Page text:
This journal is © The Royal Society of Chemistry 2007 Dalton Trans., 2007, 2099–2107 | 2101 Fig. 3 A view of the structure of CaZn2Sb2 showing the bonding within the Zn–Sb layers between planes of Ca+2. The covalent bonding in 2− the Zn2Sb2 layers provides ‘electron–crystal’ properties such as high mobility, while substitutions (with Yb for instance) can be made at the Ca site for tuning of the electron concentration and creating disorder for ‘phonon–glass’ properties. The gold, blue and red spheres represent Ca, Sb, and Zn atoms, respectively.

gap of about 0.25 eV. The less electropositive Yb cation makes

YbZn2Sb2 slightly electron deficient so that it is a heavily doped p-type semiconductor with metal-like transport properties. The

complete solid solution CaxYb1−xZn2Sb2 forms and the material transitions from a classical Zintl phase (Ca-rich semiconductor) to a heavily doped polar intermetallic (Yb-rich metal). Aside from carrier concentration, the electronic band structure of the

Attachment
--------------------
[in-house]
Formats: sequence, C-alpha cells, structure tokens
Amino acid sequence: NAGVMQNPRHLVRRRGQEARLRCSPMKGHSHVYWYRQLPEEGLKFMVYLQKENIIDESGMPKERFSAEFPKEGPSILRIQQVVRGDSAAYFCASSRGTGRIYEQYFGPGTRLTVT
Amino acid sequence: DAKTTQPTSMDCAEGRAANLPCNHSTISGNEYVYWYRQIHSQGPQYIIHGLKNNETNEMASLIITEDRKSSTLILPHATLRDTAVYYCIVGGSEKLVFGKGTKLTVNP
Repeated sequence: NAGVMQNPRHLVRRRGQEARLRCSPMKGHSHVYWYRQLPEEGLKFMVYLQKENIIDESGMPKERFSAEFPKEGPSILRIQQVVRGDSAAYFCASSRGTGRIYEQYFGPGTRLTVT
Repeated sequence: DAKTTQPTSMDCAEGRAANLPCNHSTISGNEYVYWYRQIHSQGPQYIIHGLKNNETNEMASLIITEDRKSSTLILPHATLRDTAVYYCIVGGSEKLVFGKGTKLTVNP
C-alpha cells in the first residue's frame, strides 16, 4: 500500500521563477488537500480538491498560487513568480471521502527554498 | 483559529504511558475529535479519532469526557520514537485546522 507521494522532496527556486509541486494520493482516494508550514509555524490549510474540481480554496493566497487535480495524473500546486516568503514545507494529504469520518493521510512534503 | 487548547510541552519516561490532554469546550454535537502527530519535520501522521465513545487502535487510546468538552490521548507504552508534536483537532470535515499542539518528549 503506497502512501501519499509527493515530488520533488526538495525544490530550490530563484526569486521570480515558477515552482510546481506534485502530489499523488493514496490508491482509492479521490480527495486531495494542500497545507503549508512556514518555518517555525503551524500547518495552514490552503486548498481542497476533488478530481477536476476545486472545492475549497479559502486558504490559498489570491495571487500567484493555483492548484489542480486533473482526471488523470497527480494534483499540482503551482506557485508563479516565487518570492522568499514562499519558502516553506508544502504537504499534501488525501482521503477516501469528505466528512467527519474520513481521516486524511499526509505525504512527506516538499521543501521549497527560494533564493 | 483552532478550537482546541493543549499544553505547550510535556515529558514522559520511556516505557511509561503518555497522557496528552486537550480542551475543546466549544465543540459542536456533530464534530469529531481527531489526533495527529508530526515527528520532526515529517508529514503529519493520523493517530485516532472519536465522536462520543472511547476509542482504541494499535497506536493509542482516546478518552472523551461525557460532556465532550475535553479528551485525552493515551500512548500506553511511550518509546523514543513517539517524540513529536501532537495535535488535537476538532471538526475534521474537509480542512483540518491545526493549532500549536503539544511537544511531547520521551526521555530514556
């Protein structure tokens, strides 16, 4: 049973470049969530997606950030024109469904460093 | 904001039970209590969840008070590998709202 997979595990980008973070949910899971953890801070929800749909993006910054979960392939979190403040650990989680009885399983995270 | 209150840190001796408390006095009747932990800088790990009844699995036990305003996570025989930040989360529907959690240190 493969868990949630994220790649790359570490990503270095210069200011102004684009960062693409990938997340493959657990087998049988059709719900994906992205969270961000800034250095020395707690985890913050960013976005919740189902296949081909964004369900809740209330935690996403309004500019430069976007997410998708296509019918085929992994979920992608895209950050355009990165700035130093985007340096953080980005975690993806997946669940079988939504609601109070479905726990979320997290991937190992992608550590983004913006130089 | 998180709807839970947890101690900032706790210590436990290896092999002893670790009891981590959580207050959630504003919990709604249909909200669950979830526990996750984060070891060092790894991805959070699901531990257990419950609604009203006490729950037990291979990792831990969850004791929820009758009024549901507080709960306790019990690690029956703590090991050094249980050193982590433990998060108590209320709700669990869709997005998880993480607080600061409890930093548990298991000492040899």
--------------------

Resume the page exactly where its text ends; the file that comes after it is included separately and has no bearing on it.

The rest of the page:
conducting Zn2Sb2 framework does not change appreciably as evidenced by the invariance of the hole effective mass as a function 18 of x in CaxYb1−xZn2Sb2. Thus, by alloying isoelectronic species which different donor characteristics on the cationic site, a gradual tuning of the hole concentration is enabled which permits the optimization of zT. In addition, the disorder scattering introduced by alloying Ca and Yb on the cation site noticeably reduces Fig. 2 Example structures of Zintl phases showing the covalently bonding the lattice component of the thermal conductivity. However, the regions (blue and red atoms) separate from the ionic regions (yellow relatively simple structure prevents the thermal conductivity from atoms). (A) Ca11AlSb9, (B) CaZn2Sb2,and(C)BaGa2Sb2. The covalent being low enough to achieve zT > 1. bonded regions provide ‘electron–crystal’ properties such as high mobility, Zn4Sb3 is another example of a high zT material recently while the ionic region can be doped or alloyed for tuning of the electron 21 identified as a complex, electron precise (Zn13Sb10) structure with concentration and creating disorder to give ‘phonon–glass’ properties. 4− two types of antimony atoms: Sb–Sb bonded dumbbells, Sb2 ,and The gold, blue and red spheres represent the Zintl cation, antimony, and isolated Sb3− without bonds to other antimony atoms. In the Zintl transition metal atoms, respectively. formulism, it would be considered to contain 13 Zn2+ cations along 3− 4− with 6 Sb anions, and 2 Sb2 dumbbells. However, this ionic sheets. The bonding within the sheets should have mostly covalent description is not reflected in the true electronic structure, which character due to the similar electronegativity of Zn and Sb. is better described by complex, delocalized multicenter bonding,22 Formally, the structure consists of A2+ cations which donate which imposes a local structure visible in the low temperature 2− 2− electrons to the (Zn2Sb2) framework. The (Zn2Sb2) framework polymorph. The room temperature Zn4Sb3 phase maintains this has good hole mobility due to its low polarity, in contrast to the delocalized multicenter bonding in the local structure23 but at polar covalent Mg3Sb2 with similar structure which despite some longer length scales (>10 A˚ ) the Zn atoms appear disordered. promising reports, is a poor thermoelectric.20 The bonding to the Thus, in the high-symmetry room temperature structure, 20% of